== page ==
May 10, 2010 By Andy Opsahl
An effective way to motivate multiple law enforcement jurisdictions to partner on a centralized database is to make subscribing to it free of charge.
That was how Leon County, Fla., got 18 counties to upload data beginning in 2006 to its pawnshop transaction tracking database. The repository enables law enforcement to track where stolen property is bought and sold in pawnshops across the participating jurisdictions. The information has other uses besides stolen property investigations too.
"We had a missing persons case here just recently where they looked at what the person had pawned and where they pawned it to try and get an idea of where they might be," said Hermon Davis, applications and database manager for Leon County.
County staff built the database with in-house resources, meaning its development didn't cost much. With the system already in place, hosting pawnshop data for other counties didn't cost much extra. No added server space was needed because the repository stores simple text, which takes little space.
The second carrot for counties to participate in the joint system was an agreement that each jurisdiction would own its own data, at least officially -- a distinction had derailed similar efforts in the past.
Transaction data in the documents can be organized and arranged any way the pawnshops want. Leon County programmed its system to extract data submitted by pawnshops no matter how it's arranged. That standard layout is what the system's end-users see when tracking pawnshop sales and purchases.
When the system went multi-jurisdictional, counties instructed shops that previously submitted paper transaction records to switch to digital documents. Pawnshops were free to record the data in Microsoft Word, Excel or any other document types that were attachable to e-mail. Law enforcement began receiving the e-mails daily and submitted the attachments to Leon County's system. Some counties have cut their manual data entry by 90 to 95 percent because they no longer have to manually enter data from the paper-based pawnshop records.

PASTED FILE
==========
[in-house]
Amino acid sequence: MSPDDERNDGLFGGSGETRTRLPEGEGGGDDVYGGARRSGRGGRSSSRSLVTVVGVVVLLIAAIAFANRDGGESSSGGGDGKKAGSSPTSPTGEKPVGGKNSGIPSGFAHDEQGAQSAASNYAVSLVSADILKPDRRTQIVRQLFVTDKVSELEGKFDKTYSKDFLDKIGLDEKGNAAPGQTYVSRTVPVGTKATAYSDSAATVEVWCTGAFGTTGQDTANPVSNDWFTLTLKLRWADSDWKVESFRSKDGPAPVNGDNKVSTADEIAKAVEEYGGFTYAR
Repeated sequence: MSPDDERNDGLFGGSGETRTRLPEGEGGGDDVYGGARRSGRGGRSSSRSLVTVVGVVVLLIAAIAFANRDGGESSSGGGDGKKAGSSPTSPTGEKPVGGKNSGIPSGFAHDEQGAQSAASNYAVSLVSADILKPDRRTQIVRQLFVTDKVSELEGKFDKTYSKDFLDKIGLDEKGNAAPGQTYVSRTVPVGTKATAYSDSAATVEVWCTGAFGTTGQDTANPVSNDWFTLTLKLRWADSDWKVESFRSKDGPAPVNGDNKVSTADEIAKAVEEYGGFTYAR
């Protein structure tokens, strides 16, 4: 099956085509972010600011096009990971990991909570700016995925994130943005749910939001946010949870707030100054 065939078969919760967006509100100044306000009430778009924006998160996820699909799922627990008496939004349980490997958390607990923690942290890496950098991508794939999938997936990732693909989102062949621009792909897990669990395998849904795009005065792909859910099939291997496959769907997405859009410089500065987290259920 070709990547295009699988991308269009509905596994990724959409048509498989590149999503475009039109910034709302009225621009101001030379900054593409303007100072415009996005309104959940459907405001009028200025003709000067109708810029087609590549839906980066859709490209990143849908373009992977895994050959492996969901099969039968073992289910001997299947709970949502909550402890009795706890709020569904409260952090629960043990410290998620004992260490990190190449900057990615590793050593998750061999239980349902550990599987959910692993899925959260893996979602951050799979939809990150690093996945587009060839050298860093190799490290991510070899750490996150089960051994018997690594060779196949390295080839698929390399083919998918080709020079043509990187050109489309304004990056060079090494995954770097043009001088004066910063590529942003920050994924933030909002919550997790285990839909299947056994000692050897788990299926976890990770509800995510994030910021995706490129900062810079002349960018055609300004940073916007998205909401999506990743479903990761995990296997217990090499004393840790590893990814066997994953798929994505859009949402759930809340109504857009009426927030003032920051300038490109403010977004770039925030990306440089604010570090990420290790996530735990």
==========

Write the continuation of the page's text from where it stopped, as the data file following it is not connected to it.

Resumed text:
The system has provided quicker access to pawnshops records for counties that in the past lacked the staff to enter that data, according to Davis. "By law, they would keep them, but they would have to store them and manually search them if they needed to," he explained.
Uploading required no change to the counties' security infrastructures. They already had access to the Florida Criminal Justice Network, an apparatus supporting all the state's law enforcement agencies. Counties simply access Leon County's pawnshop database through that existing network.
While pawnshops are the primary focus of the repository, Leon County recently added junkyards that sell scrap metal. Expensive metals, like copper, are frequently stolen from construction sites.
Photo by Kamal Hamid. CC Attribution-No Derivative Works 2.0 Generic
This Digital Communities white paper highlights discussions with IT officials in four counties that have adopted shared services models. Our aim was to learn about the obstacles these governments have faced when it comes to shared services and what it takes to overcome those roadblocks. We also spoke with several members of the IT industry who have thought long and hard about these issues. The paper offers some best practices for shared government-to-government services, but also points out challenges that government and industry still must overcome before this model gains widespread adoption.